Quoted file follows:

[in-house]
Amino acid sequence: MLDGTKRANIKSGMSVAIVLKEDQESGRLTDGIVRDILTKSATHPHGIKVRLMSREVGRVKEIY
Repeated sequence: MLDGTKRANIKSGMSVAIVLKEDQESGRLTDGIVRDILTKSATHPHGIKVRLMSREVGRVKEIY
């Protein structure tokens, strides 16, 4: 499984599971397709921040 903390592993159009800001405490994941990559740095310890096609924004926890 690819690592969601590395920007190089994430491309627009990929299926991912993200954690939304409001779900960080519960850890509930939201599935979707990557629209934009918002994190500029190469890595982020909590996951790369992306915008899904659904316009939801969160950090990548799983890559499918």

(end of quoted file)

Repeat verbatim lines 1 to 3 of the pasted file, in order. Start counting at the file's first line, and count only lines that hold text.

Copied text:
[in-house]
Amino acid sequence: MLDGTKRANIKSGMSVAIVLKEDQESGRLTDGIVRDILTKSATHPHGIKVRLMSREVGRVKEIY
Repeated sequence: MLDGTKRANIKSGMSVAIVLKEDQESGRLTDGIVRDILTKSATHPHGIKVRLMSREVGRVKEIY